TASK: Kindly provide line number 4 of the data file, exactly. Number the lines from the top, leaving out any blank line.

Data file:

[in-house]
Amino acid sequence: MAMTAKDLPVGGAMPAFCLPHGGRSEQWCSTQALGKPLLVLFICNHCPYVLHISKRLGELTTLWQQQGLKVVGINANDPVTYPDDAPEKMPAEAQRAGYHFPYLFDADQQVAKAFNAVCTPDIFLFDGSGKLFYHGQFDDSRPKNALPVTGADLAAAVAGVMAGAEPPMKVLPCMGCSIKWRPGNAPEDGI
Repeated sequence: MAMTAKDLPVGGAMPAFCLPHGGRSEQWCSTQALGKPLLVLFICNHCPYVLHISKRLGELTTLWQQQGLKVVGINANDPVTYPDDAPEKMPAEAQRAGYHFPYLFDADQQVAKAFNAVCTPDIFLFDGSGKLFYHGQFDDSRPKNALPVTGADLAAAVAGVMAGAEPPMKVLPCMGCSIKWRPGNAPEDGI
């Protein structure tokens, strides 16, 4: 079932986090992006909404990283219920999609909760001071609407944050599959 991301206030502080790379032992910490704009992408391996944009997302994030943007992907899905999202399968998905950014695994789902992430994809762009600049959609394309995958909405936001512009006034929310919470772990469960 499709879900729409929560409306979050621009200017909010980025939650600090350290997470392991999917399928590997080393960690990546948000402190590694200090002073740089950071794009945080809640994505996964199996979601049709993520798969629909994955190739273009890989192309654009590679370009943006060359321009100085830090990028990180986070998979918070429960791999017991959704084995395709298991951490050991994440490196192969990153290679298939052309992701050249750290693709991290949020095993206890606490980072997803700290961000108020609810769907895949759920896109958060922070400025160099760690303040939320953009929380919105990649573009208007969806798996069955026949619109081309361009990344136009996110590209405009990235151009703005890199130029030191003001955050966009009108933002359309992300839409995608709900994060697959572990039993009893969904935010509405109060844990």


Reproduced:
């Protein structure tokens, strides 16, 4: 079932986090992006909404990283219920999609909760001071609407944050599959 991301206030502080790379032992910490704009992408391996944009997302994030943007992907899905999202399968998905950014695994789902992430994809762009600049959609394309995958909405936001512009006034929310919470772990469960 499709879900729409929560409306979050621009200017909010980025939650600090350290997470392991999917399928590997080393960690990546948000402190590694200090002073740089950071794009945080809640994505996964199996979601049709993520798969629909994955190739273009890989192309654009590679370009943006060359321009100085830090990028990180986070998979918070429960791999017991959704084995395709298991951490050991994440490196192969990153290679298939052309992701050249750290693709991290949020095993206890606490980072997803700290961000108020609810769907895949759920896109958060922070400025160099760690303040939320953009929380919105990649573009208007969806798996069955026949619109081309361009990344136009996110590209405009990235151009703005890199130029030191003001955050966009009108933002359309992300839409995608709900994060697959572990039993009893969904935010509405109060844990």